HUDSON VALLEY – Every 10 years, residents across the country must fill out a census form, but what is the census exactly? The U.S. Census is a population count that has been taken every decade since 1790 by the Census Bureau to ensure that the people will get the fair representation from the government they need and that the government will provide the people what they need in return.
Forms are filled out confidentially and are typically sent to one’s address, but for the first time since the census was administered, residents have the option of filling out the form online.
Once collected, the bureau uses the data to measure the size of congressional districts; transportation needs for all segments of the population; the location of health services such as nursing homes and clinics; and the annual allocation of $675 billion in federal funds to national, state and local government programs.
John Penney, communications specialist for Dutchess County, explained why filling out the census is necessary.
“The community gets hurt,” he said. “Missing people leads to gaps in funding. If only 28,000 out of 40,000 people in a municipality fill out the census, it could mean allotting less grant money than the town needs.”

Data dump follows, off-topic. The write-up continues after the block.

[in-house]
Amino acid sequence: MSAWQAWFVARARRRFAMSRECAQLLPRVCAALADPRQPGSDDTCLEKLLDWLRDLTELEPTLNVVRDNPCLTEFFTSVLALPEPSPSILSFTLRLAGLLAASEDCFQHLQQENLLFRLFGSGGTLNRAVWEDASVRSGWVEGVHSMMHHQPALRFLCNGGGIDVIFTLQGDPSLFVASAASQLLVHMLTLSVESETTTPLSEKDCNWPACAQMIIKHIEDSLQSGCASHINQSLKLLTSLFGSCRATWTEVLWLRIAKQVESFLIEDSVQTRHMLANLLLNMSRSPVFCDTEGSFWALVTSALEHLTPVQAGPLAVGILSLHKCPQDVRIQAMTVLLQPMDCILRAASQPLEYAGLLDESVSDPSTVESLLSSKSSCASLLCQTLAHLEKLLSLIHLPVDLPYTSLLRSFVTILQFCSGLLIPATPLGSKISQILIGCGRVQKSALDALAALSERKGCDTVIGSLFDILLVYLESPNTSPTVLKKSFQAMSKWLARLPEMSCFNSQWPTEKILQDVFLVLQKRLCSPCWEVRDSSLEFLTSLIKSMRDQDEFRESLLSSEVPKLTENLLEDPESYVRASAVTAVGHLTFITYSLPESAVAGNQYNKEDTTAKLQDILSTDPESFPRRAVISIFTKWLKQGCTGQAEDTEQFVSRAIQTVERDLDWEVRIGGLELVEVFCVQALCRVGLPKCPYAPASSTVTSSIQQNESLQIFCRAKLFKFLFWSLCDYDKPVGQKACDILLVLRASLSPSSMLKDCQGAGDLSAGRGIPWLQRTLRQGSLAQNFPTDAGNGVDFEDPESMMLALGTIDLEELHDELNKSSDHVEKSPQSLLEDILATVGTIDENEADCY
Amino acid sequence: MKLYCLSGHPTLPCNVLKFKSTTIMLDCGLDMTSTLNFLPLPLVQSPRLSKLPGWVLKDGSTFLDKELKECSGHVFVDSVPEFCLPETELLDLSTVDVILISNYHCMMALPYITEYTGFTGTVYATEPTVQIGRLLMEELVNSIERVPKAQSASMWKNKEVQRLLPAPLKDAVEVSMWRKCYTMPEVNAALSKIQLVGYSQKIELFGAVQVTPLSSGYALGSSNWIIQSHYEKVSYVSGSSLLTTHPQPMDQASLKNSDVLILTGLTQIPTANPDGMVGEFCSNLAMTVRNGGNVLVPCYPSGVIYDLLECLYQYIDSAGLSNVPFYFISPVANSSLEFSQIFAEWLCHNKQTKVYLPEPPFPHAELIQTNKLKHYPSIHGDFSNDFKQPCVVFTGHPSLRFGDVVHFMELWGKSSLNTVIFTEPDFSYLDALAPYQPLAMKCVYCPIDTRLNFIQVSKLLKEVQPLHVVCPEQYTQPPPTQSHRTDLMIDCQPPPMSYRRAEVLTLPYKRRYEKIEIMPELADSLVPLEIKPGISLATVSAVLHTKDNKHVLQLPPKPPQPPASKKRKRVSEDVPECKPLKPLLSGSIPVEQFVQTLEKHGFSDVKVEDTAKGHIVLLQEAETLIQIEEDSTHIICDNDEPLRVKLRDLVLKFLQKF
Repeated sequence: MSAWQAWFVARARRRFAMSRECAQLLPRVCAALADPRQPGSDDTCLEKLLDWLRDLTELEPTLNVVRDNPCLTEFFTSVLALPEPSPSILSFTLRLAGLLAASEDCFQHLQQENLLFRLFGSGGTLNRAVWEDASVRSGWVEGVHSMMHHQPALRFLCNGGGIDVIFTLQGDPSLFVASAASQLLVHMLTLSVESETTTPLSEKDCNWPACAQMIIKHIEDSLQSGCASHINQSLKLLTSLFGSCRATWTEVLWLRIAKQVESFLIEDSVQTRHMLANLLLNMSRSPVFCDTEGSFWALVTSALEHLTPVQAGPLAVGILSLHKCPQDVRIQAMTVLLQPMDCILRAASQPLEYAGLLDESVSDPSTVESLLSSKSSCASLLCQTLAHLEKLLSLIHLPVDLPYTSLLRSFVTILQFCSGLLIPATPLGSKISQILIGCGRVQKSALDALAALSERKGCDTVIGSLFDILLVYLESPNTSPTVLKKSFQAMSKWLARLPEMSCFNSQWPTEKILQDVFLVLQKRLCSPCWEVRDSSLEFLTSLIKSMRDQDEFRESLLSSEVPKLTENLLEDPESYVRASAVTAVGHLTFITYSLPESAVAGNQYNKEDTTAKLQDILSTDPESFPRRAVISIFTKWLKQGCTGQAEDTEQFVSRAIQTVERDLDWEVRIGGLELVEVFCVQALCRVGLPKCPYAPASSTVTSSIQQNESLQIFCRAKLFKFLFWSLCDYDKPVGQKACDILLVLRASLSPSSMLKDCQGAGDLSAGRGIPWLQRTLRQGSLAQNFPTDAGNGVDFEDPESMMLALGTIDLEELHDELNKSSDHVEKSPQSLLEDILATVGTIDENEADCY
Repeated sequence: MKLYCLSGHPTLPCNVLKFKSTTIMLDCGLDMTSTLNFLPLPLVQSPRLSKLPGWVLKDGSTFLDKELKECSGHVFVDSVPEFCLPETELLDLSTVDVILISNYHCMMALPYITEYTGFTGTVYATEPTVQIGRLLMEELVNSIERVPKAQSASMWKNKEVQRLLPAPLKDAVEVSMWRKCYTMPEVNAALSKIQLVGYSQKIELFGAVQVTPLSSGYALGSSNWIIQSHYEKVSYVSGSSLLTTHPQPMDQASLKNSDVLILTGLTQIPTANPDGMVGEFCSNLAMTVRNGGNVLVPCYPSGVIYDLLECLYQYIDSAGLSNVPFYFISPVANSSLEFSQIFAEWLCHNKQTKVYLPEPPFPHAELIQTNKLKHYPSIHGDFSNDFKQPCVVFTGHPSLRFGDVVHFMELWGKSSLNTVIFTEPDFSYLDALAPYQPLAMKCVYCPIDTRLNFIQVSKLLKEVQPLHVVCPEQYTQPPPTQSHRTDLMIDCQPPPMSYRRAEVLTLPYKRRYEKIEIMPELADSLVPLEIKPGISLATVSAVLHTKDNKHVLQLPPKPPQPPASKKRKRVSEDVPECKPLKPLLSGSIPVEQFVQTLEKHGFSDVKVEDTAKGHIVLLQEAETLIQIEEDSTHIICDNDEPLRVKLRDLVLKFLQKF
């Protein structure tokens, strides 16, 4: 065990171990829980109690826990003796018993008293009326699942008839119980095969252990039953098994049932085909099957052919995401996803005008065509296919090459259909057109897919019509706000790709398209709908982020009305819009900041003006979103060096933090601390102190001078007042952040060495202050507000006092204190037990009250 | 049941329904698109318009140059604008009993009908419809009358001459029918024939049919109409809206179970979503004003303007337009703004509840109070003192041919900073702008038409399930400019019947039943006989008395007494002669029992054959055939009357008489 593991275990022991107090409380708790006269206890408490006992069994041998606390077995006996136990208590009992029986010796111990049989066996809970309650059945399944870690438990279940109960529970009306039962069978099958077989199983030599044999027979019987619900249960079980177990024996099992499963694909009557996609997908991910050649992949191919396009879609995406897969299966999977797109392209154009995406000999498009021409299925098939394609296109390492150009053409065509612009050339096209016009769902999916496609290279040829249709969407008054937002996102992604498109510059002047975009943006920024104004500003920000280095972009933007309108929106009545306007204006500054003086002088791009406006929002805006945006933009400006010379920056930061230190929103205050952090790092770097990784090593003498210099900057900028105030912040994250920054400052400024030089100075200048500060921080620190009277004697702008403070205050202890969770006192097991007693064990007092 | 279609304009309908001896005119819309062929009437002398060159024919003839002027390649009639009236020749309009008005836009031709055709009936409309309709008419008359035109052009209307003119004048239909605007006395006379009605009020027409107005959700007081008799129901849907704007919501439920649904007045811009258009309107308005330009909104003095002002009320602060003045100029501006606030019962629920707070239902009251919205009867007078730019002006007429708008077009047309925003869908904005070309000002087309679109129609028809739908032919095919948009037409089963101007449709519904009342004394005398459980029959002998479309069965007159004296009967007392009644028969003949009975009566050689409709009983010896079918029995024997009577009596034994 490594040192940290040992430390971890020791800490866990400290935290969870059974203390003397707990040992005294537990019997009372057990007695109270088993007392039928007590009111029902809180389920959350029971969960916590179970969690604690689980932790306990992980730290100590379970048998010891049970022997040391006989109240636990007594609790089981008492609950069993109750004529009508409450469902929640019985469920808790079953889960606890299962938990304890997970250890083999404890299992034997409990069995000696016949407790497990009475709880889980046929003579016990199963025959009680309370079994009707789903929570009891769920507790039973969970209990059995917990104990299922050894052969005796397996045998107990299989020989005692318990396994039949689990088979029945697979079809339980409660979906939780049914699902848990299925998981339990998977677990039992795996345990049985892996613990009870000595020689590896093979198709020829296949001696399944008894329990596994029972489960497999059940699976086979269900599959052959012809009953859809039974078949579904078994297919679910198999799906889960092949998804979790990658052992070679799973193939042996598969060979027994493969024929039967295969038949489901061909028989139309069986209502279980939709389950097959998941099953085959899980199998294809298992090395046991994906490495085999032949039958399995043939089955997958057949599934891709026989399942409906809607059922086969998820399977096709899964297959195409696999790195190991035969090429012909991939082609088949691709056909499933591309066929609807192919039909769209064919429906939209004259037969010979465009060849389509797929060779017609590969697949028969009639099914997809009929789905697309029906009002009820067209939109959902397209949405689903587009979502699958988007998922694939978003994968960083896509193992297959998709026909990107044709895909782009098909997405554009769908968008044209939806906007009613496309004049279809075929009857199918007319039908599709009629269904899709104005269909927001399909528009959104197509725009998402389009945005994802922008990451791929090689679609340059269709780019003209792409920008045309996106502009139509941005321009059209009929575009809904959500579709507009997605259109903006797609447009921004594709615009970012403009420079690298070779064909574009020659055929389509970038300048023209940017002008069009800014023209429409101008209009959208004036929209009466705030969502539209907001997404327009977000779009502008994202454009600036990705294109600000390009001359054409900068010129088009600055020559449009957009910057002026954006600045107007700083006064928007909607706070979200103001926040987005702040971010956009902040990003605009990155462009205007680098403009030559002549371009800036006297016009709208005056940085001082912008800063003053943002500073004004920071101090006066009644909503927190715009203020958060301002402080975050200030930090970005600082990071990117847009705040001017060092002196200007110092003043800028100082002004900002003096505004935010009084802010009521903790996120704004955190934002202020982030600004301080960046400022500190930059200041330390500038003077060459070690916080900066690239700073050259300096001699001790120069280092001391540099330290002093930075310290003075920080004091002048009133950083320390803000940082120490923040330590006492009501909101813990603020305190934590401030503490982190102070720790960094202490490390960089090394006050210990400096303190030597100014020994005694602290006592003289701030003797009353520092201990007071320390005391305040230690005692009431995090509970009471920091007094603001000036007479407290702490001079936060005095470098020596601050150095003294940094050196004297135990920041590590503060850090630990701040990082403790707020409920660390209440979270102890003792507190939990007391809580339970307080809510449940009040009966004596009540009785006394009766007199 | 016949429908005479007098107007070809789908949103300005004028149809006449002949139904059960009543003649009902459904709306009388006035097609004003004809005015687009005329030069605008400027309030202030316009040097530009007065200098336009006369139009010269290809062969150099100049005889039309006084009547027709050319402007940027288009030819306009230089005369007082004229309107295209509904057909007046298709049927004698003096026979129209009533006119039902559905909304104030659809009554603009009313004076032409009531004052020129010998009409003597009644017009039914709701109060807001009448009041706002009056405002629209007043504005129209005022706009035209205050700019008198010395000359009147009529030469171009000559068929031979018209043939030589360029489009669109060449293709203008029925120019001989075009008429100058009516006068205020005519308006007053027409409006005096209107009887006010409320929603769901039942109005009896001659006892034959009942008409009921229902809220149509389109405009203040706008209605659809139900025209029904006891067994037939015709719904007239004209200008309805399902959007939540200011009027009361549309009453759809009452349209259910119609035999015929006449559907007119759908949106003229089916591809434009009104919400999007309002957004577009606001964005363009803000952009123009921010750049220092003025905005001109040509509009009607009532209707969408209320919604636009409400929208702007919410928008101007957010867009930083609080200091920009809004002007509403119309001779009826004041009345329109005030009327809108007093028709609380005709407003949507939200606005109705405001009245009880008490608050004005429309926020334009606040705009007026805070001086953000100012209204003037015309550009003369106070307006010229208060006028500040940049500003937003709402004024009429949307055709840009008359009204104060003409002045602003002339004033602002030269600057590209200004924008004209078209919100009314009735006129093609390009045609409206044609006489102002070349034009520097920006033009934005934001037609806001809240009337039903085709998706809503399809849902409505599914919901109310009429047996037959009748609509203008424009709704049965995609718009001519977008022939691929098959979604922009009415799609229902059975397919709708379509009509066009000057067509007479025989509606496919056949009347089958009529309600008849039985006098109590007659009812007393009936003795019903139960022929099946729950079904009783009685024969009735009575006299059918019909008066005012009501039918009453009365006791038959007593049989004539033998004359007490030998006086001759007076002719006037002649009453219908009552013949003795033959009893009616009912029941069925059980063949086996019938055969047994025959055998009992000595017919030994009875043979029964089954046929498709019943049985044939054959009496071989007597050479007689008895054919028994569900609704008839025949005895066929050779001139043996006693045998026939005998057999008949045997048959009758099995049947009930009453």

Still not convinced?
Penney explains that the census typically must be filled out by April 1. If you haven’t filled out the census form by then, you will receive letter reminders in the mail and local field workers will knock on your door encouraging you to do so.
“It’s a hassle to have someone knock on a door,” he said. “It’s easier to just fill out the form.”
Penney is the head of the Dutchess County Complete Count Committee, a group of 15 local leaders that are looking to do outreach and encourage all county residents to fill out the form.
During the last census, 77 percent of Dutchess County residents sent in their completed forms.
According to the Census Hard to Count Map for 2020, which divides counties into population clusters known as tracts, 14 out of the 79 tracts in Dutchess County had a 73 percent or less response rate.
Poughkeepsie appears to be a critical area, with a zero to 60 percent response rate last time. Other hard-to-count areas include Dover, Beacon, and Wappinger.
For the committee, these areas (known as hard-to-count areas) will be the ones to focus on. A hard-to-count area is typically indicative of low-income populations, who often face barriers such as working multiple jobs and living in large housing complexes.
Expect forms to be sent out and available online sometime in mid-March. The date varies across the country.